I'm just a minister, so my answers to this will probably sound like hackneyed answers.  But for me, a first stop-off point before expressing defiant dissent might be... prayer--a private, internal conversation between you and whatever is your highest thought, deepest feeling, noblest aspiration, most peaceful hope.  Call it reflection, discernment...whatever.  During that time of inward reflection, it's not uncommon to feel fears and angers 'dial down' somewhat.  And who knows?  Without the big feelings, a sense of equanimity may result--an opportunity to remember that no one compels you to accept what you've heard, and the confidence to 'live and let live.'

Having prayed about one's disagreement with a preaching, but still troubled by it, a pastoral dialogue might be the logical next step.  After all, any pastor will want to know of things troubling the hearts and souls of those in his or her spiritual charge.  With immediate post-worship feelings dialled-down, and without an audience to play to, both the minister and the member can speak more calmly and openly.  And who knows?  If not a meeting of minds, certainly a mutual respect for each other's positions becomes more possible in such a context. If no such meeting of minds or mutual respect results from pastoral dialogue, there is then a tough choice to make.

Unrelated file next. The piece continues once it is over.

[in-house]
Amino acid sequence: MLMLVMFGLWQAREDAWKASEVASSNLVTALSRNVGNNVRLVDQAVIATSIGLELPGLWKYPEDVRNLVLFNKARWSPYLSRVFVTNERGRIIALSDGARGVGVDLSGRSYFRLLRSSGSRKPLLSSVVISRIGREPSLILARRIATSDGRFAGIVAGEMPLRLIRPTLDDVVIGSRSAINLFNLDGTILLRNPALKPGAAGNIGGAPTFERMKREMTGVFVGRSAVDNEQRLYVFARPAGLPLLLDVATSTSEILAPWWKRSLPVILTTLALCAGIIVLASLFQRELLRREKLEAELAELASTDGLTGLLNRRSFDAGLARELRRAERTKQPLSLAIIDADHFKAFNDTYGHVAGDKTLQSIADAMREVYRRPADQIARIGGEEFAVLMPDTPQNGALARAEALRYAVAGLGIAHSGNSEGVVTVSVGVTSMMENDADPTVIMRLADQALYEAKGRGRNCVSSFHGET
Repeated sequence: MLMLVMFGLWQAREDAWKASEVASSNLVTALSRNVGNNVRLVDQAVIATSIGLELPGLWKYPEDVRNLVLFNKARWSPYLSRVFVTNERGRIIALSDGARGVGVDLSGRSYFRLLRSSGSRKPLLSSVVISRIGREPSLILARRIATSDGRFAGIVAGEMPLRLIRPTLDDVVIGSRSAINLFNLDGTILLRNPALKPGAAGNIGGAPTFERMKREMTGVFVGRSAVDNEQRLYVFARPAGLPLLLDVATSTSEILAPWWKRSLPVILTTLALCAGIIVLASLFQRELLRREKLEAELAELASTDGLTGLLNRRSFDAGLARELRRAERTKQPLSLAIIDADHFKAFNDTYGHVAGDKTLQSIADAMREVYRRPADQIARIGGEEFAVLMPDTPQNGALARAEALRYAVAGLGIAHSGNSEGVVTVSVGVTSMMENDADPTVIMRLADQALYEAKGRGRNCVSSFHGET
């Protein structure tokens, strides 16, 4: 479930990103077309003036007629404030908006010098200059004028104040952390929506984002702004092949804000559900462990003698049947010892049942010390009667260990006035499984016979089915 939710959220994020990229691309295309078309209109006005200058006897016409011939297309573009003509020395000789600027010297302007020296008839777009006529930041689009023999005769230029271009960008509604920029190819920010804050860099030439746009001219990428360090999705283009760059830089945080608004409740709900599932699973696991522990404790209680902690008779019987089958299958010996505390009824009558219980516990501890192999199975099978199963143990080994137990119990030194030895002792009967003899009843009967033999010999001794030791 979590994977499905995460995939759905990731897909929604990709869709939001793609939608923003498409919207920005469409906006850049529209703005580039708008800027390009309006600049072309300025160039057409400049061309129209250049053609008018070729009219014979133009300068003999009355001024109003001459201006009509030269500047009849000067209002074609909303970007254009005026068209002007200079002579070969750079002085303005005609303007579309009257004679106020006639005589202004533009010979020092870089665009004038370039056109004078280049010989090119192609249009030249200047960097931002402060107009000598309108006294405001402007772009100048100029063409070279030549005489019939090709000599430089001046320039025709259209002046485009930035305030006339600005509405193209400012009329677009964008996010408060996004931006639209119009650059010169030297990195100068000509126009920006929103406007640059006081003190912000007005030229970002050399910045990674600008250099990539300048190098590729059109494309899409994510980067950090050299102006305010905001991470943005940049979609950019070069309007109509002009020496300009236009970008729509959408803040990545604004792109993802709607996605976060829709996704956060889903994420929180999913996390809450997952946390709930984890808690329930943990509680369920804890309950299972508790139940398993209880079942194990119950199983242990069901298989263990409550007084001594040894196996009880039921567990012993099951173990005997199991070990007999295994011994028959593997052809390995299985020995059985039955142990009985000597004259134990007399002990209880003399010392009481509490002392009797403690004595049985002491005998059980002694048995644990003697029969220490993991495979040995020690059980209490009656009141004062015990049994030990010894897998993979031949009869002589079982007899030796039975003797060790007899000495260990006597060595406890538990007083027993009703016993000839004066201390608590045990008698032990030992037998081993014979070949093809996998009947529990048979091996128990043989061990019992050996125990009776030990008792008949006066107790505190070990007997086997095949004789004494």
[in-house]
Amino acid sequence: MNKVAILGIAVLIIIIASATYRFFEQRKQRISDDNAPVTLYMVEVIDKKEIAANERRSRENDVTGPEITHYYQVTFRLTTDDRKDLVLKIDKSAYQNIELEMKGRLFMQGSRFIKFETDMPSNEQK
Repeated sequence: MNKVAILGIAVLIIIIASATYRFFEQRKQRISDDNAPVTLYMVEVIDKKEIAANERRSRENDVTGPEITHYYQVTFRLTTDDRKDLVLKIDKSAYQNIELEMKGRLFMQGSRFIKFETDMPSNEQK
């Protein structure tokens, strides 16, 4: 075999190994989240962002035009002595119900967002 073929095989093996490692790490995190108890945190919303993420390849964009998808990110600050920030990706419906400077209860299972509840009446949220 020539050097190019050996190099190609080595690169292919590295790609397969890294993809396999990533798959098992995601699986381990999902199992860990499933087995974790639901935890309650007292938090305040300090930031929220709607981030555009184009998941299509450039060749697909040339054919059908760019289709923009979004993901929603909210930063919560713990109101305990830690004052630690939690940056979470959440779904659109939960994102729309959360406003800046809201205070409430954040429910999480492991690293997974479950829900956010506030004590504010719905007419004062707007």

Our pulpit can't be both free and coerced.  And no one can, or should be, compelled to listen to more of what one finds offensive to one's spirit.  The pew is indeed free, and that means free to leave it altogether, for a while or for good.  What makes such a choice more difficult is the fact that people may come to church for more than their spiritual lives; they also come for community.  And it would be hard to leave a place where you'd found that.  Truth-telling or harmony?  This can be a vexed choice.

In some cultures, like China, social harmony is prized over truth.  In some cultures, like the USA, individuality is prized over social harmony.  The 'downsides' to both these extremes should be obvious.  Is it too much for us to imagine that BOTH the truth of the individual’s experience AND their need for social harmony can live together in a perpetual tension?  Like the yin and the yang, like Kali and Shiva, like Jacob and the Angel, they have wrestled for all time.
Spoiler: The Jacob v. Angel match was a draw.
And that means our challenge as a truly free church is to accept that we live within tensions created by our mutual freedom which never resolves one way or the other, and knowing that, to still covenant to bear each other up nevertheless.

            Maybe that's not such a hackneyed answer after all.